Acute myeloid leukemia (AML) is a heterogeneous disease where selected subgroups of patients, linked by the presence of biological and clinical high-risk features, are candidates to receive allogenic hematopoietic stem cell transplantation HSCT) as post-remission consolidation treatment. The achievement of morphological complete remission (CR) before HSCT is an important pre-requisite to optimize the chance of successful post-transplant outcome. Minimal residual disease (MRD) assessment by quantitative polymerase chain reaction (q-PCR) has been shown to increase the ability to monitor therapy response in AML, improving prognostic accuracy and allowing to refine transplant strategies. Although MRD assessment was shown to have potential benefit when measured after induction and consolidation therapy courses, its role before HSCT remains to be fully elucidated. In order to contribute to better clarify this issue, we conducted a q-PCR I-BFM-AML collaborative study to measure MRD in bone marrow samples collected within 5 weeks prior to HSCT of 108 pediatric AML patients harboring one of the main recurrent AML aberrancies t(8;21)(q22;q22); RUNX1-RUNX1T1, inv(16)(p13.1q22)/t(16;16)(p13.1;q22); CBFB-MYH11, t(9;11)(p22;q23); KMT2A-MLLT3 or FLT3-ITD. Sixty patients underwent HSCT in first complete remission (CR1) with an overall survival (OS) of 84% versus 54% for the 48 transplanted in CR2 achieved after an initial relapse. Sixty patients showed q-MRD negativity (defined as a value lower than 2.1x10-4 calculated by ROC curve analysis with respect to diagnosis or relapse), whereas in 48 patients we detected q-MRD levels >2.1x10-4. Five-year OS after HSCT was 83% for patients with q-MRD negativity, while that of patients with q-MRD above the cutoff was 57% (p=0.012). As regards, cumulative incidence of relapse (CIR), q-MRD above the cutoff was associated with a high risk of recurrence (26% versus 10% for patients with q-MRD <2.1x10-4, p=0.036), q-MRD positivity representing an independent prognostic factor. When we interrogated the 3 genetic subgroups (namely CBFr, KMT2Ar and FLT3-ITD), despite the limited sample size, we found that OS was significantly influenced by q-MRD pre-HSCT in FLT3-ITD (63% versus 100% for q-MRD negative patients, p=0.019) and in t(8;21)RUNX1-RUNX1T1 rearranged patients (50 % versus 84% for q-MRD negative patients, p=0.048). We further investigated the impact of higher levels of q-MRD: we found that the 17 patients showing a pre-transplant q-MRD reduction lower than 1x10-2 (2-log), with respect to either diagnosis or relapse value, had a worse outcome (OS=39%) when compared to the 91 patients who reduced q-MRD values more than 2-log (OS=78%, p=0.0019). These 17 patients, transplanted in CR1 (n=8) or CR2 (n=9), were heterogeneous in terms of genetic lesions (t(8;21) n=7, inv(16) n=2, t(9;11) n=5 and FLT3-ITD n=3). Applying this 2-log cutoff by genetic subgroups, we found that cases with RUNX1-RUNX1T1 with q-MRD reduction above 2-log had the worst prognosis (OS 29% for q-MRD>2-log versus 73% for q-MRD<2-log, p=0.016). Overall, cases with FLT3-ITD, KMT2A-MLLT3 or CBFB-MYH11 more often achieved a q-MRD reduction greater than 2-log. In line with these results we combined the two measurement approaches and proposed a model where the two cutoffs generate 3 risk groups stratification, namely low (q-MRD<2.1x10-4, LR), intermediate (q-MRD>2.1x10-4 and <2-log, IR) or high risk (q-MRD>2-log, HR). This combined stratification by q-MRD resulted into a better subdivision of the OS probability, which was 83%, 69% and 39% for LR, IR and HR respectively (p=0.004).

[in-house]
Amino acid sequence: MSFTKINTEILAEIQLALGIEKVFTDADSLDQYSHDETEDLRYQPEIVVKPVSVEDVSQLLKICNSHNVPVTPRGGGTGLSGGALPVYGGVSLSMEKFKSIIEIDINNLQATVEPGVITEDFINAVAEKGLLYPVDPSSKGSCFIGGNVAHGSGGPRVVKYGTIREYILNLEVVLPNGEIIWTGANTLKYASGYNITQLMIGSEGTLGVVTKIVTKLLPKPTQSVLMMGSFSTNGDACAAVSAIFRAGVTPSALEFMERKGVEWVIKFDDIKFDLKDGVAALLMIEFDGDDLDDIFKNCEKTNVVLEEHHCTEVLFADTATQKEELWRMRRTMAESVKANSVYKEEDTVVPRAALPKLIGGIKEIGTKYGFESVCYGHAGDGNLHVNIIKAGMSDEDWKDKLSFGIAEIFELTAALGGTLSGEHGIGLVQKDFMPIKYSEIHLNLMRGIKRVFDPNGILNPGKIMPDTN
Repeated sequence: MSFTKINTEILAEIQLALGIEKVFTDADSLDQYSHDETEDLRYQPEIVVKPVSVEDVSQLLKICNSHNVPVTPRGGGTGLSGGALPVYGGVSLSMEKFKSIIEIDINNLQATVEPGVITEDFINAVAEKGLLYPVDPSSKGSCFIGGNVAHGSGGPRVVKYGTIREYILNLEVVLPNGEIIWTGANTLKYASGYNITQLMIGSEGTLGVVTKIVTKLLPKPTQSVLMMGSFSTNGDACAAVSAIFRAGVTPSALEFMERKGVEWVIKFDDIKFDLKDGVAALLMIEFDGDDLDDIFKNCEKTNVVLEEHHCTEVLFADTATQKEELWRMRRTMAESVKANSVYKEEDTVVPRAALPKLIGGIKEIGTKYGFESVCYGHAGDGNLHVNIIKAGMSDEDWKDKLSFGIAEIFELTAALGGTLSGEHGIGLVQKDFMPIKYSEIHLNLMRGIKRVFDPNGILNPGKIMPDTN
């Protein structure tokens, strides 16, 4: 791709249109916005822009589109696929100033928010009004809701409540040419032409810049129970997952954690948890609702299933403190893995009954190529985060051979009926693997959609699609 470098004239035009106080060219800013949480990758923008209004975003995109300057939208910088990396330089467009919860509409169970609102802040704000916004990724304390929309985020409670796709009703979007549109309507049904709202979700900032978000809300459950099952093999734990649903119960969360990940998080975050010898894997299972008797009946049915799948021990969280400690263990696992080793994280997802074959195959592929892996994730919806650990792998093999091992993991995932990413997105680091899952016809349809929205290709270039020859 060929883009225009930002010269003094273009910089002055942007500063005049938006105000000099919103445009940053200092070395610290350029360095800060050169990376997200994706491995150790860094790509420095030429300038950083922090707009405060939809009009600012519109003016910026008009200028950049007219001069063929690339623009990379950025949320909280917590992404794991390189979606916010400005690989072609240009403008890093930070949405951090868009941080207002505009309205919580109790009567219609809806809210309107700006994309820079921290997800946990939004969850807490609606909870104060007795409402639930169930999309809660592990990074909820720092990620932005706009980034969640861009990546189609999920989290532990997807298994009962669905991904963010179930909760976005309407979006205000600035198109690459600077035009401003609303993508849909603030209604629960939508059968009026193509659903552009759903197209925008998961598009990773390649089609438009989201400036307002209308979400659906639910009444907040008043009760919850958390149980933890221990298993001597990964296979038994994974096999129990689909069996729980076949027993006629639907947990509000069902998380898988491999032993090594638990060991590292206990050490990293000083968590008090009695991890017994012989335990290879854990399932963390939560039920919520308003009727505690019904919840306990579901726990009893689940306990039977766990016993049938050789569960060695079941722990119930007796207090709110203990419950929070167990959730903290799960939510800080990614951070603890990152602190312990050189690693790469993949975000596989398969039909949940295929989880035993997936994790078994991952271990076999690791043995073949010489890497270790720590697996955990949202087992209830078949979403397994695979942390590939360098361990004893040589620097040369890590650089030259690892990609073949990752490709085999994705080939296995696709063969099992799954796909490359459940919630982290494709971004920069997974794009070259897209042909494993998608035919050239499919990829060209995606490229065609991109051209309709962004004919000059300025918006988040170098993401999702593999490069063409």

Finally, a multivariate Cox regression model revealed that, together with CR status at time of the allograft (CR2, hazard ratio 4.4, p=0.001), q-MRD was an independent factor (hazard ratio 0.5, p=0.001) predicting HSCT outcome.

In conclusion, this study supports the role of q-MRD pre-HSCT as a useful prognostic tool in childhood AML, able to provide information to tailor transplant strategies involving conditioning regimen intensity and graft-versus-host disease prophylaxis.

Disclosures

Reinhardt:AbbVie: Consultancy; Novartis: Consultancy, Other: Institutional Research Funding; Jazz: Consultancy, Other: Institutional Research Funding; Celgene: Consultancy, Other: Institutional Research Funding; bluebird bio: Consultancy; Roche: Consultancy, Other: Institutional Research Funding; Biotest: Other: Institutional Research Funding; Novo Nordisk: Other: Institutional Research Funding; Behring: Other: Institutional Research Funding. Merli:Bellicum Pharmaceuticals: Consultancy, Membership on an entity's Board of Directors or advisory committees; SOBI: Consultancy, Membership on an entity's Board of Directors or advisory committees; Jazz: Honoraria; Sanofi-Genzyme: Honoraria; Atara Therapeutics: Honoraria.

Author notes

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Asterisk with author names denotes non-ASH members.